"so blown away and impressed at my first conference of Healthcare and Secularism ...the speakers were quite inspirational and took commitment to another level I learnt so much and will definitely join them."
From the right of women to access abortion and contraception to the right of the terminally ill to die with dignity, there are few issues in medical ethics that are not influenced by the voices of faith groups. But to what extent should "religious freedom" be accommodated in healthcare? And how can we ensure that patient care is always prioritised over religious concerns?
For the first time, the National Secular Society is holding a conference focusing on the role of secularism within healthcare. Featuring talks by academics and experts in the fields of medicine, law and ethics, the Healthcare & Secularism conference will give participants the opportunity to discuss the most pressing secular medical issues today, including conscientious objection, 'gay conversion therapy', ritual circumcision, and assisted dying.
This is a rare opportunity for doctors, healthcare professionals, researchers, campaigners and others interested in medical ethics to meet, network and further the discussion about how we can protect the human rights of patients of all faiths and none.
- Dr Antony Lempert, Secular Medical Forum (Chair)
Dr Lempert is a partner in a rural GP practice on the Welsh/English border. Since 2008 he has coordinated and chaired the SMF which works to protect patients from the harm caused by the imposition on them of other people's personal beliefs. Dr Lempert is a BMA representative, and chairs the Shropshire division of the BMA.
- James Chegwidden, Old Square Chambers
James Chegwidden is a barrister practising from Old Square Chambers in London. Originally from Australia and called to the Bar by Lincoln's Inn in 2008, he specialises in equality and discrimination law and public law cases. He formerly worked as avocat stagiaire at the European Court of Human Rights, Strasbourg, and was appointed Attorney General's Counsel to the Crown in 2013.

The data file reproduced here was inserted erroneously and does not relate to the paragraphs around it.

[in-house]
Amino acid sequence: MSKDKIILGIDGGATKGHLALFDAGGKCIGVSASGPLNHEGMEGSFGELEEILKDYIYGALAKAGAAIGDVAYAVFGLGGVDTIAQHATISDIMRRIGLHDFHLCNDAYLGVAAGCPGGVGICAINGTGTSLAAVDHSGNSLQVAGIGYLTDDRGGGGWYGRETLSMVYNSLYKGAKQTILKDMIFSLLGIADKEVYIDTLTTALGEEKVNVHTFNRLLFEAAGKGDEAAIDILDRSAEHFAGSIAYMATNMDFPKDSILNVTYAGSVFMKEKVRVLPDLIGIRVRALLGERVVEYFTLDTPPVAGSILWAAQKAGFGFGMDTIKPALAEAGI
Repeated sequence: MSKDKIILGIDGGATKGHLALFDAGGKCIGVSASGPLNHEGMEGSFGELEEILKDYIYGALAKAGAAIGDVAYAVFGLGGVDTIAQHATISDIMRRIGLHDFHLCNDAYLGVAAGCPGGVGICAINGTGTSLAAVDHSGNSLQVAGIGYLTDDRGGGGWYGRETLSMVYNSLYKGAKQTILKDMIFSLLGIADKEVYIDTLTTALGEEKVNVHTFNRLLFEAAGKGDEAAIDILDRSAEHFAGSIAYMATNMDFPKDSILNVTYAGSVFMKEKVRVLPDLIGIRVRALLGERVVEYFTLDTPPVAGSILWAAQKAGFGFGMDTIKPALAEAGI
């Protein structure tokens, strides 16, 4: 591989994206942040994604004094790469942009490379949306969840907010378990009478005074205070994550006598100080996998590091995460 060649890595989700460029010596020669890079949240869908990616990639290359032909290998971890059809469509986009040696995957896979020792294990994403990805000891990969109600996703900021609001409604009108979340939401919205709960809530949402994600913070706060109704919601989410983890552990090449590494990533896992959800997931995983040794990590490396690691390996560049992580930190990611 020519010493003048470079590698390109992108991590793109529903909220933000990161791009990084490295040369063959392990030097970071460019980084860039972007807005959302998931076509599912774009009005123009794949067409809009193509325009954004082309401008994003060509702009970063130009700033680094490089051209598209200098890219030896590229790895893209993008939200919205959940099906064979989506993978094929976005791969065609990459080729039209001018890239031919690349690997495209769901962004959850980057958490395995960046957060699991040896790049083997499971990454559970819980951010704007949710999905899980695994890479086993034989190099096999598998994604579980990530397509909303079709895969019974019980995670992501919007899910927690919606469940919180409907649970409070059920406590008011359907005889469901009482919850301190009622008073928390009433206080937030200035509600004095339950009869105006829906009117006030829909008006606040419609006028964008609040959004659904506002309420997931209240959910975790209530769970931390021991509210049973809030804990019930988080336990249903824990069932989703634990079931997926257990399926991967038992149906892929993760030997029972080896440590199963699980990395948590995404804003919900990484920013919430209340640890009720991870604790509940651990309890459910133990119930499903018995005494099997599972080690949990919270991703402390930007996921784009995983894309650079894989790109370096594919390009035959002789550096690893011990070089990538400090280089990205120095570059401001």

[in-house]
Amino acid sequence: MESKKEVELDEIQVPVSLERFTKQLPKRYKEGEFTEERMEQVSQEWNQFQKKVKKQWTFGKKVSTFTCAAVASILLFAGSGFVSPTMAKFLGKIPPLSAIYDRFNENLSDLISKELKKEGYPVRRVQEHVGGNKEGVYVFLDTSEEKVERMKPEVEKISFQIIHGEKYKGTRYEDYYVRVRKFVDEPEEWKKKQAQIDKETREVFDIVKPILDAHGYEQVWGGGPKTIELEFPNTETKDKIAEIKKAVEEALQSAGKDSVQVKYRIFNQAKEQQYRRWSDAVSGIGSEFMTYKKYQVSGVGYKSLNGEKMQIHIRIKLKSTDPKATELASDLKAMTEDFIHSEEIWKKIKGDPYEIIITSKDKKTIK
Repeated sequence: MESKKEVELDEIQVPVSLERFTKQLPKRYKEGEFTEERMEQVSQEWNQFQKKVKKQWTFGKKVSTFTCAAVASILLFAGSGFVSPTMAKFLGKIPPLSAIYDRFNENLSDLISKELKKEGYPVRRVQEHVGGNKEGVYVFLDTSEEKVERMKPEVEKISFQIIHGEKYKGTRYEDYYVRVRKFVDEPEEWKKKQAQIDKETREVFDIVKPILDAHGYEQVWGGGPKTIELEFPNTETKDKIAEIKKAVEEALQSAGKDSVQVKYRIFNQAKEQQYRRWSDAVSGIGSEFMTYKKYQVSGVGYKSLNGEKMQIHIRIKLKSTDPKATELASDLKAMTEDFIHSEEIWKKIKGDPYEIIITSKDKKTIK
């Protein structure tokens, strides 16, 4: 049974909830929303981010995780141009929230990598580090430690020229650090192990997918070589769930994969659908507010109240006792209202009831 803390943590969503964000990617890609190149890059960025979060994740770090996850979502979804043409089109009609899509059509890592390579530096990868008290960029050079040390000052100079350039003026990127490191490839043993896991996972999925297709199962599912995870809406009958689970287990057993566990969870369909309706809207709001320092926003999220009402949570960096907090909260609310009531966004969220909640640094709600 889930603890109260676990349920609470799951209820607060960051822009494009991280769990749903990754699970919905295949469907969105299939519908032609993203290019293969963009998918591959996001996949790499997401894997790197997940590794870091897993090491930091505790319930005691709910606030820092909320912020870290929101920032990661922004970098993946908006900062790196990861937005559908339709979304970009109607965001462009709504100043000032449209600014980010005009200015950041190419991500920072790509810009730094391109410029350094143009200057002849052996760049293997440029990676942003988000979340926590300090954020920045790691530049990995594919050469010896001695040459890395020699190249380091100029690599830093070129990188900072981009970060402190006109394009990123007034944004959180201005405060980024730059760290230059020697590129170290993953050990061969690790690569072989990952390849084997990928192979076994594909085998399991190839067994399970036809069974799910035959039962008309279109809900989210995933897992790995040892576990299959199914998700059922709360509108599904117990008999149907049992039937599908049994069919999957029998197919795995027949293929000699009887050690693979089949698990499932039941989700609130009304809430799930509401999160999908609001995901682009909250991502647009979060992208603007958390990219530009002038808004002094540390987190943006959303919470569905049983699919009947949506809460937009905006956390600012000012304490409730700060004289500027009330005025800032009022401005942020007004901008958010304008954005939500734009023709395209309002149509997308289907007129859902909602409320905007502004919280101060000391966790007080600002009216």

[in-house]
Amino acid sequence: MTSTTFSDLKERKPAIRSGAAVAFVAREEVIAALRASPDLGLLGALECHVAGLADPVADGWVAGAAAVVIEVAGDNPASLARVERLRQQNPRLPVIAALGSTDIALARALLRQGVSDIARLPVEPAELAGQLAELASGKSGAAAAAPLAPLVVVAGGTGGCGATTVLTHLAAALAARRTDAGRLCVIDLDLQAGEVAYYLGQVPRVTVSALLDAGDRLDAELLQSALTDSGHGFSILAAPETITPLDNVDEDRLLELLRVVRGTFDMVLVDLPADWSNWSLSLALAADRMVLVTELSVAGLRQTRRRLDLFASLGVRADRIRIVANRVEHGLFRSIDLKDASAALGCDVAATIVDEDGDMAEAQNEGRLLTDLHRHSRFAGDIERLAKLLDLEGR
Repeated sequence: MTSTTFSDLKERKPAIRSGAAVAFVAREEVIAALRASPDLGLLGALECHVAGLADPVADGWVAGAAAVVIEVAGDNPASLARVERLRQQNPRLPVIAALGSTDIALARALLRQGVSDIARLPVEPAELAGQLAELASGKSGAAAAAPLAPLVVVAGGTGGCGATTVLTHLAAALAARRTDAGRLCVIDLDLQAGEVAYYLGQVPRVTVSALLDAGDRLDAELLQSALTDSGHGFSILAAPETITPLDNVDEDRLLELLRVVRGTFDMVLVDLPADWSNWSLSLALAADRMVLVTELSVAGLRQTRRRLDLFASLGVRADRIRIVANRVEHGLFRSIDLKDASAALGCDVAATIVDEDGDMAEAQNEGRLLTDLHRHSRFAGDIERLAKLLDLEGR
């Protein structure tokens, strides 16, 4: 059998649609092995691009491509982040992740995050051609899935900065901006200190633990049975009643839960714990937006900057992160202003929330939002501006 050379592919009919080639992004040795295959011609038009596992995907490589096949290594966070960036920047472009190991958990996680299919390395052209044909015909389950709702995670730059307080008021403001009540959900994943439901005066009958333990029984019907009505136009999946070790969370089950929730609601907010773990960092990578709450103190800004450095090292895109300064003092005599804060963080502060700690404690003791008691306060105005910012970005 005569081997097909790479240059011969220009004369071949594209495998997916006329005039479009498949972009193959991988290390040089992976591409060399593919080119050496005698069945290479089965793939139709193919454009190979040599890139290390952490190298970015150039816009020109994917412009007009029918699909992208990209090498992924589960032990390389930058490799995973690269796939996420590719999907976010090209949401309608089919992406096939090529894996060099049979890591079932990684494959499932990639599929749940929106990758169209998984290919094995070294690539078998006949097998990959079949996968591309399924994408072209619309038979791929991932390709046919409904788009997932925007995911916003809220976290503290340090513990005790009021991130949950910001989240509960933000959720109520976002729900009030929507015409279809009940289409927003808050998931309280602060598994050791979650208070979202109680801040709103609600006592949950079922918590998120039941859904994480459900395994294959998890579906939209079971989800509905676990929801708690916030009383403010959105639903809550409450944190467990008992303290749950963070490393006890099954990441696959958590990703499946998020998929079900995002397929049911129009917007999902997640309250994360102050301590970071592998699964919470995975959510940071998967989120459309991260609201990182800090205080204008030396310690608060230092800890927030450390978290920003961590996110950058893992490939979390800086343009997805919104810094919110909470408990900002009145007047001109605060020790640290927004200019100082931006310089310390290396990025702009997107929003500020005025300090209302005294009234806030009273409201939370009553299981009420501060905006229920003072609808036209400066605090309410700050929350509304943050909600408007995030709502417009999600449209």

- Dr Jacky Davis, Healthcare Professionals for Assisted Dying
Consultant radiologist Whittington Hospital; Member BMA Council; Member BMA ethics committee; Chair of Healthcare Professionals for Assisted Dying Board member Dignity in Dying
- Brian Earp, The Oxford Uehiro Centre for Practical Ethics
Brian is Associate Director of the Yale-Hastings Program in Ethics and Health Policy at Yale University and The Hastings Center, and a Research Fellow in the Uehiro Centre for Practical Ethics at the University of Oxford. Brian's work is cross-disciplinary, following training in philosophy, cognitive science, psychology, history and sociology of science and medicine, and ethics. He has been widely published and has been cited in a landmark British high court case by Sir James Munby.
- Ann Furedi, British Pregnancy Advisory Service
Ann Furedi is Chief Executive of British Pregnancy Advisory Service, a not-for-profit provider of abortion services in the UK. She is a leading pro-choice advocate and has written extensively on issue relating to pregnancy and birth control.
- Dr Michael Irwin, Former chairman, Voluntary Euthanasia Society
Michael Irwin is a former Medical Director of the United Nations, in New York (1982-1989). He has campaigned for legalised doctor-assisted suicide since 1994, having been Chairman of the Voluntary Euthanasia Society (1996-1999, and again 2001-2003), and President of the World Federation of Right-to-Die Societies (2002-2004). He founded the Secular Medical Forum in 2006, and the Society for Old Age Rational Suicide in 2009 (in 2016, SOARS was renamed My Death My Decision). Since 2005, Michael has accompanied five individuals to Switzerland to witness their doctor-assisted suicides.
- Jayne Ozanne, The Ozanne Foundation
Jayne Ozanne is a well-known gay evangelical who works to ensure full inclusion of all LGBTI Christians at every level of the Church. She is Director of the Ozanne Foundation, which works with religious organisations around the world to eliminate discrimination based on sexuality or gender in order to embrace and celebrate the equality and diversity of all. Having been a founding member of the Archbishops' Council for the Church of England (1999 – 2004) she is once again a member of General Synod where she is involved in campaigning on a range of issues.
- Professor Michael Thomson, Law & Social Justice Research Group at Leeds Law School
Michael Thomson is Professor of Health Law at the University of Leeds and University of Technology Sydney. At Leeds he is the founder and Director of the School's Centre for Law & Social Justice. His research interests span the fields of health law, children's rights, and legal and political theory. In health law, he has written extensively on the legal regulation of reproduction and non-therapeutic genital cutting.
Healthcare & Secularism - Timetable and biographies (PDF, 678 Kb)